The belief in the therapeutic abilities of gold ran rampant during the 17th to 18th century, where it was added to foodstuffs and beverages by the elite in the hopes of curing sundry diseases that ailed the body and mind.[1] While this practice later fell out of popularity due to the expensive nature of gold and its relative scarcity, as well as the incapacity of the masses to follow suit with the expensive practice, the use of gold and gold compounds in medicine is surprisingly experiencing a comeback in this present age.

Beyond magical and shamanic practices however, the use of gold and silver in medicine has a long history. Silver is well known to possess considerable antimicrobial properties that inhibit the growth of bacteria.[2] This knowledge was well known in Ancient Rome, where silver vessels were used to store vinegar and wine to prevent spoilage. Silver is even said to be able to purify water or stave off any off taste, which is why silver goblets and cups were commonplace in some richer cultures of the past. Due to its resistance to tarnishing and rust, gold and silver have also been used since the latter part of the High Middle Ages as replacement for teeth – a practice that would later develop into the fillings that we now know today. In fact, a typical modern teeth fillings still contains trace amounts of gold or silver, as it is non-reactive, non-toxic, and durable! The antiseptic qualities of silver have also been employed to help prevent the infection of wounds, usually by the application of silver dust to the wounded area.[2]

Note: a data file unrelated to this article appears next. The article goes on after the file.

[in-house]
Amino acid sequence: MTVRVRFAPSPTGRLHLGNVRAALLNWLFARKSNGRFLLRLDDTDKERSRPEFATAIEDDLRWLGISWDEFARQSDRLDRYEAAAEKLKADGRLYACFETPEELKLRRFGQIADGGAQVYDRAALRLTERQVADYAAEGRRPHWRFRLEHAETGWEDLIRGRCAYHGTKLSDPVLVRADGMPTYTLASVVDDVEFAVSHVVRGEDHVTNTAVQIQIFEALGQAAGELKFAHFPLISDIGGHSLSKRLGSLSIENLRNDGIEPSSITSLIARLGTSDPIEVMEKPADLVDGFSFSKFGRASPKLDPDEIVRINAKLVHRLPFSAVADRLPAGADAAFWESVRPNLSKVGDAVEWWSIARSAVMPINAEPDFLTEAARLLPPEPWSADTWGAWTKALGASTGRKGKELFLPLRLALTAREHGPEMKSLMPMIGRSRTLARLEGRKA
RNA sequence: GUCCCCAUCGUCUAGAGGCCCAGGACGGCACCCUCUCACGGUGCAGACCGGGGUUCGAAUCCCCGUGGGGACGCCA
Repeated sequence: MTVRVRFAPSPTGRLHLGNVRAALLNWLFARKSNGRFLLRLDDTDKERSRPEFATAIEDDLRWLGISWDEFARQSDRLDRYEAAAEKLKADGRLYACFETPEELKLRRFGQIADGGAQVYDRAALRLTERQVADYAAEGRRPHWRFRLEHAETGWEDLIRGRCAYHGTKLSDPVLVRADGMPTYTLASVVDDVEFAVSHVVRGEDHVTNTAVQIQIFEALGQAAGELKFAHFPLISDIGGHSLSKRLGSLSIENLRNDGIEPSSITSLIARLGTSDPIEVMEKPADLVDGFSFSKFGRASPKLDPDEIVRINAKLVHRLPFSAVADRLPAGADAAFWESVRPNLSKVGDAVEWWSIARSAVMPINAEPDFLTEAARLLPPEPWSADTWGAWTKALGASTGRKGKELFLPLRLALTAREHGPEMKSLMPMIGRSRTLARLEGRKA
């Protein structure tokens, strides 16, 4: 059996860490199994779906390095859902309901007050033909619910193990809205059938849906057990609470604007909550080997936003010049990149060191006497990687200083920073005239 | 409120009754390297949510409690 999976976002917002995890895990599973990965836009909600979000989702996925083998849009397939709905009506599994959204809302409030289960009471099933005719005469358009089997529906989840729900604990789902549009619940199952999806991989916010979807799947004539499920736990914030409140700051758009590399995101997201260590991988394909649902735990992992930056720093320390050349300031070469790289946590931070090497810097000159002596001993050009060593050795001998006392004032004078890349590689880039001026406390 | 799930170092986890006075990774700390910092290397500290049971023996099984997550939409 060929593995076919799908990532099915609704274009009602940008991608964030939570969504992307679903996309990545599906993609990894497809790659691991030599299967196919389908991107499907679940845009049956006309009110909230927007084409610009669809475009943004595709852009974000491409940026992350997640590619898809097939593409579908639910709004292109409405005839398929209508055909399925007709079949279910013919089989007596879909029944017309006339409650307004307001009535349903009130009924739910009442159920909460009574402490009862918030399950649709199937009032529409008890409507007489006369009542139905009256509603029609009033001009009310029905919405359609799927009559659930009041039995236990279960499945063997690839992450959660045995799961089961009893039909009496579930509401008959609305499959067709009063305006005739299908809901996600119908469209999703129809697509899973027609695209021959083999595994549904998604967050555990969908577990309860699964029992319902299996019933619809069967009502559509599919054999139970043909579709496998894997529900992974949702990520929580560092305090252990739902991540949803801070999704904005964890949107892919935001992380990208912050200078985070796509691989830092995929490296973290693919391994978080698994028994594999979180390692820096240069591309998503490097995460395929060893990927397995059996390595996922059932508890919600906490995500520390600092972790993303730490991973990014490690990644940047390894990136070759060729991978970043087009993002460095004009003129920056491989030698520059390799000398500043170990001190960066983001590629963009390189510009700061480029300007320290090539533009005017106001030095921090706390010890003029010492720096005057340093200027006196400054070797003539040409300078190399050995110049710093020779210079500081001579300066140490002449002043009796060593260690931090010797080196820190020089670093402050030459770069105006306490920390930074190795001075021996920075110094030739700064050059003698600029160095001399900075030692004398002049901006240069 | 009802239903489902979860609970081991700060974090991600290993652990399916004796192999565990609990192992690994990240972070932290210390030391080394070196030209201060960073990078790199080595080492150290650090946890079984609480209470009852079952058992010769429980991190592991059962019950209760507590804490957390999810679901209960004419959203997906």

One of the better known medicinal uses of gold and silver nowadays comes in the pseudoscientific ‘cure-all’ or panacea known as colloidal gold and silver. These patent medicines, meant to be consumed orally are usually composed of minute gold or silver particles suspended in water. Despite the attributed benefits of these medicines, very little scientific proof is there to back it up. Colloidal silver is also known to accumulate in the body, lending a leaden hue to the skin overtime if taken overmuch.